Album Review: Freak Heat Waves – Zap The Planet

[Telephone Explosion; 2020]

Freak Heat Waves are Steven Lind and Thomas Di Ninno, two musical visitors from a distant and exotic land. Upon hearing their fourth album Zap The Planet, it may come as a surprise to discover that the land in question is not a far-off galaxy but rural Canada. The duo were transported from a small town there over 10 years ago and have built their way to this intriguing moment. Zap The Planet is their second album for the excellent label Telephone Explosion (Deliluh, New Fries) and continues the evolution of their style. Gone is the colder post-punk that they wielded similarly to peers like Preoccupations and in its place is a dense and melting layer of otherworldly electronica.

And otherworldly is the correct word for it. The electronic effects and spacy textures are almost alien-like. To listen to Zap The Planet is to imagine oneself in a dingy basement bar on Mars, a tiny supplantation of a former earthly existence, an attempt to make one feel at home in new celestial surroundings, but the place is warped and strange and disorientating.

A large contributor to this aesthetic is the alarming vocal delivery of Lind which is – somehow – simultaneously the highlight of the album and its weakest link. He possesses the drawled insouciance of an Alan Vega and there can be few more abstruse singers in music currently than he. On “Busted”, he sultrily mutters “give in”, except every syllable is maximised: “give in” therefore becomes “giiiiiive in”, a downright menacing elongation.

One song later, “I’m Zapped” sees him intone, “It’s messing with my head / Zapped on my mattress,” preempting the fate of his listener. This is the overarching effect of Zap The Planet. It leaves one feeling, not stoned and pleasantly high, but, for want of a better word, zonked: completely woozy from the weird and delirious electronica that has enveloped everything in a cloud for the last half an hour; there will be no equal for pure atmospherics in the rest of 2020, it’s fair to assume.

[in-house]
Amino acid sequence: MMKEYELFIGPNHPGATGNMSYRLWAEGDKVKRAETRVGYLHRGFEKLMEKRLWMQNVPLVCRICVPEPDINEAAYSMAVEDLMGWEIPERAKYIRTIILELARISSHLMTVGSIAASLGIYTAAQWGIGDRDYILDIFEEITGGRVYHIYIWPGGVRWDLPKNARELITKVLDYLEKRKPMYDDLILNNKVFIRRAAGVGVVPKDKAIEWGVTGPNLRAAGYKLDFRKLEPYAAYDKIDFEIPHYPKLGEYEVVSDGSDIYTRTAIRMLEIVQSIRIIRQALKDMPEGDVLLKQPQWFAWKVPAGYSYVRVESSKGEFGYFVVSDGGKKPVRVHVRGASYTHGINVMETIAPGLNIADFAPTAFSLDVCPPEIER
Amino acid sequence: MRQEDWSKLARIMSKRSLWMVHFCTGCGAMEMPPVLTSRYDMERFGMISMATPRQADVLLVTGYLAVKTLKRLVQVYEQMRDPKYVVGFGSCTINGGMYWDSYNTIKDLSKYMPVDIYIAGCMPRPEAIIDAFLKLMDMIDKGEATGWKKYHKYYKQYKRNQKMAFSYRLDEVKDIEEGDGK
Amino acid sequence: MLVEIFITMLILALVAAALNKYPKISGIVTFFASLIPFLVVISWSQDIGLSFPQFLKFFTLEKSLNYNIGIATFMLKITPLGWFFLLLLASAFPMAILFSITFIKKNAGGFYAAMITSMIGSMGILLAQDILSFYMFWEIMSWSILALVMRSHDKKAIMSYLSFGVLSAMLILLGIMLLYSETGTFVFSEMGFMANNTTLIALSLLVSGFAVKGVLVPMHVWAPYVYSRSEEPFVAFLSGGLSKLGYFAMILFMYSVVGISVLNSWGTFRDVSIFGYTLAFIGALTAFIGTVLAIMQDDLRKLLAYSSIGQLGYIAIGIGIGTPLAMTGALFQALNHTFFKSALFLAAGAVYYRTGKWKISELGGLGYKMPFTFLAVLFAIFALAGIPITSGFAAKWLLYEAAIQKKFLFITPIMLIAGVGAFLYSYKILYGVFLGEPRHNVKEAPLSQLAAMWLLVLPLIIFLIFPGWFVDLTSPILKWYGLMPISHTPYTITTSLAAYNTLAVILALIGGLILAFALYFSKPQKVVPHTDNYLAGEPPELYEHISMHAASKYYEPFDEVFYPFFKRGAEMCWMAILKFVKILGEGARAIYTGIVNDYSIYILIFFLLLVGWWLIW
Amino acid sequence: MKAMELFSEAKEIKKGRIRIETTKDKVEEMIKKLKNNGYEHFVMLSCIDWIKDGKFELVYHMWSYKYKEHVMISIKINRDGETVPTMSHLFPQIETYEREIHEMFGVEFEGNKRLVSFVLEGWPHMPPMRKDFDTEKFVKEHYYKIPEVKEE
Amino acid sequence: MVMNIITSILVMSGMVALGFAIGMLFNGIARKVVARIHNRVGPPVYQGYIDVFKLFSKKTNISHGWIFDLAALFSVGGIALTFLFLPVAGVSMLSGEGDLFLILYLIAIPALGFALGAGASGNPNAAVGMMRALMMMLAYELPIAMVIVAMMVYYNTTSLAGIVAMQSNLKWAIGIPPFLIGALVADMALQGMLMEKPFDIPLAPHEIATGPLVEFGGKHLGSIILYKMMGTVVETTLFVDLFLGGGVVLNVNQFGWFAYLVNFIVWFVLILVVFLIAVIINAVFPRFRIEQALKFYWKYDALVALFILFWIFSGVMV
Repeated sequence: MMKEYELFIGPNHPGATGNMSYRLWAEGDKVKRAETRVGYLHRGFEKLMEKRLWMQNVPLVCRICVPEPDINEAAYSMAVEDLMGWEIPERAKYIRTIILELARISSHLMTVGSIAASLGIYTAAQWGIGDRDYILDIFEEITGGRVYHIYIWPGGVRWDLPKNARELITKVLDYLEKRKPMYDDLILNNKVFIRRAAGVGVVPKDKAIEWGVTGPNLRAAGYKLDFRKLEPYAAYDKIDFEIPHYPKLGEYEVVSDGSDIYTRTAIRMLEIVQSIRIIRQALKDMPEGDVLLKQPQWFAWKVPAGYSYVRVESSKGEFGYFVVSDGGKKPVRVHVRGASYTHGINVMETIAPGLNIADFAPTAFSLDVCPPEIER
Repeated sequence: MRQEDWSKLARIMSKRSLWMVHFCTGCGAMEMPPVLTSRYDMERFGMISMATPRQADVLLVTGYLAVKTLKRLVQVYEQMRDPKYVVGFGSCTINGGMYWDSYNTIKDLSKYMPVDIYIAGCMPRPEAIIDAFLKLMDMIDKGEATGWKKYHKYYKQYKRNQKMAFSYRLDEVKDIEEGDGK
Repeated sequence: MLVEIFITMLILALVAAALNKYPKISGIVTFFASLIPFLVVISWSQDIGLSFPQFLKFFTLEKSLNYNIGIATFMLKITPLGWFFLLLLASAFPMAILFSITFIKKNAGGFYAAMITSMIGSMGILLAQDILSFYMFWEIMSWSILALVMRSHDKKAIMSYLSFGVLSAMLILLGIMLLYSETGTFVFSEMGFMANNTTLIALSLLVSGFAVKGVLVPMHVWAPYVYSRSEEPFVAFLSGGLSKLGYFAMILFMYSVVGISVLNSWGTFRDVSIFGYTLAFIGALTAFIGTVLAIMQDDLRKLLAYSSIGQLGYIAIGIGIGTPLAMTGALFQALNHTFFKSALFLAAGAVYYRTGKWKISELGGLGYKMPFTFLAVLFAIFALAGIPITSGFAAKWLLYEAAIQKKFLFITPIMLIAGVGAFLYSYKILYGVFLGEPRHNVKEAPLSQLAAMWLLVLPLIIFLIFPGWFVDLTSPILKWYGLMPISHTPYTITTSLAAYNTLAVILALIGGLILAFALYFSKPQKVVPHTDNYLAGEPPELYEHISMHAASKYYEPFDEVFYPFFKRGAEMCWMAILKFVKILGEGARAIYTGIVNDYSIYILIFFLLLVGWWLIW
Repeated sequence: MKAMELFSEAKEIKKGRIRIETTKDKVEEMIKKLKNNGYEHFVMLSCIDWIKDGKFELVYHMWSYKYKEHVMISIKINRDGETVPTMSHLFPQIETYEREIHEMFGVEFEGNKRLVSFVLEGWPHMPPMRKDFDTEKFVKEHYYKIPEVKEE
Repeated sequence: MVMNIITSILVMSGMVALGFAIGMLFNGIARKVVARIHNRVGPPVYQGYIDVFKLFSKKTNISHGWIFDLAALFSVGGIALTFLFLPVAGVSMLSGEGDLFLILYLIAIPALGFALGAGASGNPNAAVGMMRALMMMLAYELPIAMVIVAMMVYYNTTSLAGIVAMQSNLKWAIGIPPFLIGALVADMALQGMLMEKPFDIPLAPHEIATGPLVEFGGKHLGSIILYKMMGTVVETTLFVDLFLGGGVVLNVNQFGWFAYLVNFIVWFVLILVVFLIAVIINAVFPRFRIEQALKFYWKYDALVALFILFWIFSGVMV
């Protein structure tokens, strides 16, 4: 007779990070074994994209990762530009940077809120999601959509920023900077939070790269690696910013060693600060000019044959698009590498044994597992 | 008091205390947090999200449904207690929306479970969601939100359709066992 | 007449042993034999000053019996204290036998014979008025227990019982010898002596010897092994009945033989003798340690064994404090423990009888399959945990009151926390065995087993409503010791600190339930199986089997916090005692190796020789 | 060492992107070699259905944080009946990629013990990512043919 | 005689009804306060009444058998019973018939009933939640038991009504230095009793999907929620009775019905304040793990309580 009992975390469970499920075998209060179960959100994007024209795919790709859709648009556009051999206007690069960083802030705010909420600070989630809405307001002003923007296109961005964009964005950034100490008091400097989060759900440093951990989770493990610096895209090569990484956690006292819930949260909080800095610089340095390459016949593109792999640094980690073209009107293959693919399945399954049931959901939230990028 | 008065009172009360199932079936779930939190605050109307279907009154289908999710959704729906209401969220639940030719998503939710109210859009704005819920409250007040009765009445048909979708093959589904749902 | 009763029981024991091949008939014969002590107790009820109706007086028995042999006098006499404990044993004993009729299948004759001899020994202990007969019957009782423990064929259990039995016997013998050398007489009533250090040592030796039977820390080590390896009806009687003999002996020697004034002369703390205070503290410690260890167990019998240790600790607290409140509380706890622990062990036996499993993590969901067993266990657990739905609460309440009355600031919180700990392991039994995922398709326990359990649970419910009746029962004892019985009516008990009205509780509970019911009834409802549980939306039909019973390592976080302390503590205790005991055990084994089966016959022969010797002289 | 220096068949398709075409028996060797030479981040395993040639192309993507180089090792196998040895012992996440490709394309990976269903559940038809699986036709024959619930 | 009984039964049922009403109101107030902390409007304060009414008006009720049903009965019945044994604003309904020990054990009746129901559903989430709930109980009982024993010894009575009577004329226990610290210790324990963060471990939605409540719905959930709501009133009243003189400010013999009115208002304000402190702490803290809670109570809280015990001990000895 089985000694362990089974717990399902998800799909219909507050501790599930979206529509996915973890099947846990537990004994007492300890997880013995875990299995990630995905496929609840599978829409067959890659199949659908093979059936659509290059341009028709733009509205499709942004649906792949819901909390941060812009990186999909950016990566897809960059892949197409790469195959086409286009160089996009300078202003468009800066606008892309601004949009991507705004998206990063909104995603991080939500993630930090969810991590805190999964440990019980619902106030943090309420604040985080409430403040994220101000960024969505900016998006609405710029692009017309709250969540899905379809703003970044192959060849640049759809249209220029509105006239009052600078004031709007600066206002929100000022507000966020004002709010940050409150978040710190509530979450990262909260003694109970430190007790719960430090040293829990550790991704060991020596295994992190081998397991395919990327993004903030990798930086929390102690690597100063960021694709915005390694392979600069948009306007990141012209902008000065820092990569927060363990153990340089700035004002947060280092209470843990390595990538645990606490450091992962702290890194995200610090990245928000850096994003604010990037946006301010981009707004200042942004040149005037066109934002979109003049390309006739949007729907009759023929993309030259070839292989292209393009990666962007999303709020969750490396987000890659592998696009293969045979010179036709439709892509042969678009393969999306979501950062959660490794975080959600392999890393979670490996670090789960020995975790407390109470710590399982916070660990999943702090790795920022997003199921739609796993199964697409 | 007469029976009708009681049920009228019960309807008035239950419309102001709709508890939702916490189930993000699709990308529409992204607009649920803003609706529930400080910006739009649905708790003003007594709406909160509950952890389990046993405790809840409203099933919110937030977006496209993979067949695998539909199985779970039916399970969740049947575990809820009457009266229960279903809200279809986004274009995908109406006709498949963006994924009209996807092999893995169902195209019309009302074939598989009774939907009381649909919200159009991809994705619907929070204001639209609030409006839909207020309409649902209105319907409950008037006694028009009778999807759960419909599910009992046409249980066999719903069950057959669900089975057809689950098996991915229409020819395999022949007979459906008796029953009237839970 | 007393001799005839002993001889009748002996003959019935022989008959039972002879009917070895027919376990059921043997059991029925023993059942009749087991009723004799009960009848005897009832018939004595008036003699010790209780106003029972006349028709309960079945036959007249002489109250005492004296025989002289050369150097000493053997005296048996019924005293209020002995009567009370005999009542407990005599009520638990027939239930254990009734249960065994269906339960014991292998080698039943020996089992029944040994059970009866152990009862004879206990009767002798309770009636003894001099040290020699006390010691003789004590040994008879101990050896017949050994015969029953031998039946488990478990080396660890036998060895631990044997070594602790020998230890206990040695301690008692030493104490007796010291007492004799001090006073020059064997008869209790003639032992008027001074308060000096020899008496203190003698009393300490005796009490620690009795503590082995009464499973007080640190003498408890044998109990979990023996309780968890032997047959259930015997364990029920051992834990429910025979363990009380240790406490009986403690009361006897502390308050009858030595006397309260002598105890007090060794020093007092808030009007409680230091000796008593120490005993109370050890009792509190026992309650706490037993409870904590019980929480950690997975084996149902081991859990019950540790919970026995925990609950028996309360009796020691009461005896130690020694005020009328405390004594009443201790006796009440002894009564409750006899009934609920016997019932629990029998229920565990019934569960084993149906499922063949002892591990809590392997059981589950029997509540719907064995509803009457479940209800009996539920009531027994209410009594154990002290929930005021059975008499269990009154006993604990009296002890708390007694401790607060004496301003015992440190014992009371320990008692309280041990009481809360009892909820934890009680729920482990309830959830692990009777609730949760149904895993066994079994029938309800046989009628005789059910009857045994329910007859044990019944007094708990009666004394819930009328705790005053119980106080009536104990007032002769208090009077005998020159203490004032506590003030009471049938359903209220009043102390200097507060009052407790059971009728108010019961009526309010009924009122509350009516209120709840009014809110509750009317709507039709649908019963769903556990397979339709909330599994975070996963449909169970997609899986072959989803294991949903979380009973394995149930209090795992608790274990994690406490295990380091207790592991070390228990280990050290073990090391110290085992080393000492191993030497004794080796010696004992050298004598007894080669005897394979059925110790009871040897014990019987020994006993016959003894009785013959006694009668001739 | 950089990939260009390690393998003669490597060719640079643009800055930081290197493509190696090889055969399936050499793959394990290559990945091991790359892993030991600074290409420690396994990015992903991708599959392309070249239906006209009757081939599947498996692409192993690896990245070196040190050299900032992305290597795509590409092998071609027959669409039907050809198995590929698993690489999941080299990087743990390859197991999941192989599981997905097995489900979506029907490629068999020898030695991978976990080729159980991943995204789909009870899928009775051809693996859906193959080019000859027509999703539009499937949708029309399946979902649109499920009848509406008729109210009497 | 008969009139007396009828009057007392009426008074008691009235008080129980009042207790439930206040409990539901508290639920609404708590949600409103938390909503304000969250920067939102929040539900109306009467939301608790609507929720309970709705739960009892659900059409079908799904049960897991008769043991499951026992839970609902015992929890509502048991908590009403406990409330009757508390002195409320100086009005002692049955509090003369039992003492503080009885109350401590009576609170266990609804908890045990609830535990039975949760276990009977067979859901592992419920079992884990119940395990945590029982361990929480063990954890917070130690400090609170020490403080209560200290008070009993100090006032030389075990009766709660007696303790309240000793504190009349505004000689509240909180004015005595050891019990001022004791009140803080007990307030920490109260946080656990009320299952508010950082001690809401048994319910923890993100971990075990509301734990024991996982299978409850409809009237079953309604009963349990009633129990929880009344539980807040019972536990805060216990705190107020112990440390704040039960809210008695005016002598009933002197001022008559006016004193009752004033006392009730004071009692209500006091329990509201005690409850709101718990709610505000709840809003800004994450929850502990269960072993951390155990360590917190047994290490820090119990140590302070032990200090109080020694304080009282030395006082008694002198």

The synths are in a constant bind with his alluring but unsettling sleaziness. A harmless line like “I’ll try to be kind” from “In Your Realm” is turned into a weaponised threat when filtered through Lind’s creeping vocals. The lyrics are also mostly sidelined, meaning any thematic conclusions are hard to be drawn under the lethargic delivery and mind-bending beats.

A sense of sleaze extends to the instrumentation which consists of dirty analogue synths and intense samples. “Off Axis” begins the record – reminiscent of Alex G’s booming track “Salt” – with a dazzling drumbeat sounding effortlessly created before an inevitable swooping of synths arrives. “Busted” skews towards harder techno, its zapping sounds transmitting a sense of agitation and exhaustion. The intoxicating groove of “Dripping Visions” places the lazy delivery of Lind under eerie sirens, an apocalyptic signal. Much of Zap The Planet, particularly the opening half, evokes a mix of vaporwave and darkwave without the bleak lyricism of the latter.

The second half of the record is a decidedly lighter affair. “Something Fresh” boasts the straightest melody, a glitchy pop piece that positively vibrates under its many synths. “Let It Go” is then trippy and breezy, interjected with intricate percussive moments.

A delicate tension hangs over the record. It’s frequently foreboding and ominous, as if it’s building to something momentous, a juncture when the veil will be lifted. Instead, Freak Heat Waves give us “Nothing Lasts Forever”: this is the warmest song of the whole, Lind’s vocal mitigated to radiate a sense of contentment. “Let’s give it up,” he declares towards the end of the pleasant and gentle melody; “Nothing Lasts Forever” indeed.

Zap The Planet is decidedly bold, commendably so. When its final note ends, it can feel like arriving back on Earth, descended and discombobulated. Based on their current trajectory, Freak Heat Waves should be able to transport their listeners deeper into another sonic interplanetary space on their fifth album.